8 March 2022
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The theme of International Women’s Day 2022 was “Break the Bias”, with the overarching aim of promoting gender equality. Women’s health is an area that has suffered from gender bias for years. One reason for this is that many female health conditions, such as menstruation, menopause and pregnancy, have traditionally been treated as taboo subjects. This has restricted discussion of these topics and has blocked investment and research into them, leading to persistent and widespread misunderstanding, mistreatment and misdiagnosis.

Coinciding with International Women’s Day 2022, March 2022 was also Endometriosis Awareness Month. This blog examines this common, yet often misunderstood, condition.

What is endometriosis?

Endometriosis is a condition in which tissue similar to the lining of the womb grows in other places around the body, including anywhere within the pelvic cavity (such as the ovaries and fallopian tubes), the bladder, the bowel, and even the lungs. Considering how poorly understood it is, endometriosis is shockingly common – affecting 1 in 10 women worldwide[1]. Its symptoms vary widely and can be very debilitating. These may include pelvic pain, nausea, fatigue, constipation and impaired fertility. The most common symptom is pelvic pain, which may correlate with the menstrual cycle, but can also be unpredictable and occur at any point during the cycle.

Diagnosis is often complicated by this unpredictability, as well as symptoms which overlap with other conditions, often resulting in underdiagnosis, or misdiagnosis of appendicitis or bad period pain. Additionally, severity of symptoms often has little correlation with the extent of endometrial lesions. Taken together, this means that on average, women in the UK wait 8 to 12 years for a diagnosis, by which time their condition may have progressed to such a state that drastic surgery is required. Moreover, the gold-standard for diagnosis is a laparoscopy (key-hole surgery), an invasive procedure.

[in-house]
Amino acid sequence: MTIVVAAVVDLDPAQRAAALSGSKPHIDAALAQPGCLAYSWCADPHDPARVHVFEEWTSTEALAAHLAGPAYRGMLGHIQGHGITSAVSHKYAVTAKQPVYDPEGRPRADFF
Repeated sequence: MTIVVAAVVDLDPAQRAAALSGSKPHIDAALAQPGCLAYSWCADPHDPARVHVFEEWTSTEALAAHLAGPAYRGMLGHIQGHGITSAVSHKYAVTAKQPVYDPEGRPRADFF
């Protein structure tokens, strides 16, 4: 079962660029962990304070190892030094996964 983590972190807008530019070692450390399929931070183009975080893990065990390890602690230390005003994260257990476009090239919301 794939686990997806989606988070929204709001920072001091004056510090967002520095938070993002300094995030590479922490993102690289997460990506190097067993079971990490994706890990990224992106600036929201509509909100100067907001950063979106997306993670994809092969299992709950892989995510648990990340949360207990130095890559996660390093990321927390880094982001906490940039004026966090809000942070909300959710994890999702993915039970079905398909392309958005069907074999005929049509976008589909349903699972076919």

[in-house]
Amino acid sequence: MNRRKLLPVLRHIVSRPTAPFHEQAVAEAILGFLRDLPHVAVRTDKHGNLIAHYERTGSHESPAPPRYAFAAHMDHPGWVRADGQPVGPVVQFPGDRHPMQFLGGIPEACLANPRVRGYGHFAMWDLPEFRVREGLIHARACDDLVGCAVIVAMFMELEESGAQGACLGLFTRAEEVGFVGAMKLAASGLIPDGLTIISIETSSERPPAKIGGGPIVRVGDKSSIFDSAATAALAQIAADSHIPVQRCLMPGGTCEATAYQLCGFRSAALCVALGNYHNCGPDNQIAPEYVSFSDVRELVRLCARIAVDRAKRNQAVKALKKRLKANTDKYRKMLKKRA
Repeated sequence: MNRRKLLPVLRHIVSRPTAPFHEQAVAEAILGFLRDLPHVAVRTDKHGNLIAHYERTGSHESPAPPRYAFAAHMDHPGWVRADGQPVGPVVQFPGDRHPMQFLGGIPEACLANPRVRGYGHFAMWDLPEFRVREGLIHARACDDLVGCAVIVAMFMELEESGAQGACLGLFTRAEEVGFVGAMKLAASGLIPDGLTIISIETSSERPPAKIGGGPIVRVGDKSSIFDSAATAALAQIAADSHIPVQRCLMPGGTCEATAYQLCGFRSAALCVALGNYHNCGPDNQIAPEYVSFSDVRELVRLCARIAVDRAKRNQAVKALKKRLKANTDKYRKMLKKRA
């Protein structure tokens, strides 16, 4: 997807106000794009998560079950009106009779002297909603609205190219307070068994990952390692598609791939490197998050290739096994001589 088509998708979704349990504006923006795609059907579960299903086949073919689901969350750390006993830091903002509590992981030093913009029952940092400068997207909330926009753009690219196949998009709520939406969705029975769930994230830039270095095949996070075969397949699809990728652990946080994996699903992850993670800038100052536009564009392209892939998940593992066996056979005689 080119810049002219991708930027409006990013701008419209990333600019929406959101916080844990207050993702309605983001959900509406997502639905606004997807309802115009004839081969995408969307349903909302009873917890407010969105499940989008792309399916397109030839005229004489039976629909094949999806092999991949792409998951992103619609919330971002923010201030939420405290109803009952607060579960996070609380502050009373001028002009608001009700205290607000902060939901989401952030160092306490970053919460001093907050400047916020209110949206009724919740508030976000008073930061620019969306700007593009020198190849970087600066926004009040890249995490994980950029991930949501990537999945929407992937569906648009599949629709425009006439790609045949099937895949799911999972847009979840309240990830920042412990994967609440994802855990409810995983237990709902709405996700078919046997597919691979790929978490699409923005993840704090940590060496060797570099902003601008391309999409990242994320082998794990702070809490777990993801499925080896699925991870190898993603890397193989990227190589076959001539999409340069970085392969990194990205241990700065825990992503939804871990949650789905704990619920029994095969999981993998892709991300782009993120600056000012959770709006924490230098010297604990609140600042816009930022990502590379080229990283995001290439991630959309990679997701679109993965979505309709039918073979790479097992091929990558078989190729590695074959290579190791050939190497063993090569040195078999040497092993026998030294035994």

Debilitating symptoms, compounded with long diagnosis times, can hugely compromise quality of life and impact the mental wellbeing of patients, leading to a high incidence of depression and anxiety. Endometriosis also presents a socio-economic burden, as the debilitating symptoms often lead to lost work productivity. In the UK alone, it is estimated that the total cost of endometriosis (in terms of lost work productivity and health care costs) is approximately £8.2 billion[2].


The precise cause of endometriosis remains unclear, although there are several theories. These include retrograde menstruation (where menstrual blood flows back through the fallopian tubes into the pelvic cavity, carrying endometrial cells with it) and cellular metaplasia (where cells change from one type to another). Endometriosis is multifactorial, and other causes may include immune system dysfunction, localised complex hormonal influences and genetics.

What are the current treatment options?

Currently there is no cure for endometriosis, and only limited treatment options. These are pain relief, hormone treatment and surgery. Although helpful for some women, these treatment avenues may have long-term complications.

Pain relief

Most endometriosis-related pain is caused by inflammation, which is in part driven by high levels of prostaglandins, such as PGE2. Non-steroidal anti-inflammatory drugs (NSAIDs) are therefore widely prescribed for endometriosis. However, clear instructions must also be provided because NSAIDs merely stop production of prostaglandins and so are only effective if taken before the pain symptoms occur. Analgesics are only a short-term treatment and do nothing to treat the underlying causes.

Hormone treatments

Endometriosis is driven by oestrogen, and so many treatments options involve hormones. These include the combined pill, the contraceptive patch, an intrauterine system (IUS) and gonadotrophin-releasing hormone (GnRH). However, these treatments are not suitable if the patient is trying to conceive. They also do not offer long-term relief and so must be taken continually.


Surgical treatment includes cutting away endometriosis tissue to alleviate symptoms, as well as remove part or all of organs affected by tissue growth. Hysterectomy is a common route, but this irreversible surgery means the patient will no longer be able to conceive. Surgery may also be complicated by fibroids or adenomyosis, two common endometriosis comorbidities. Surgery may offer only temporary symptom relief, with a high recurrence rate of 50% after 5 years[3].

What is the Future?

Awareness of endometriosis is gaining traction. This is evidenced by a recent announcement by the EU to award 6 million euros for endometriosis research to the Finding Endometriosis Using Machine Learning (FEMaLe) project, a multidisciplinary collaboration which aims to improve endometriosis diagnosis and prevention, by identifying the biological subtypes of endometriosis using digital tools. Importantly, the project also aims to support dialogue between patients and health care professionals, to enable patients’ voices to be heard.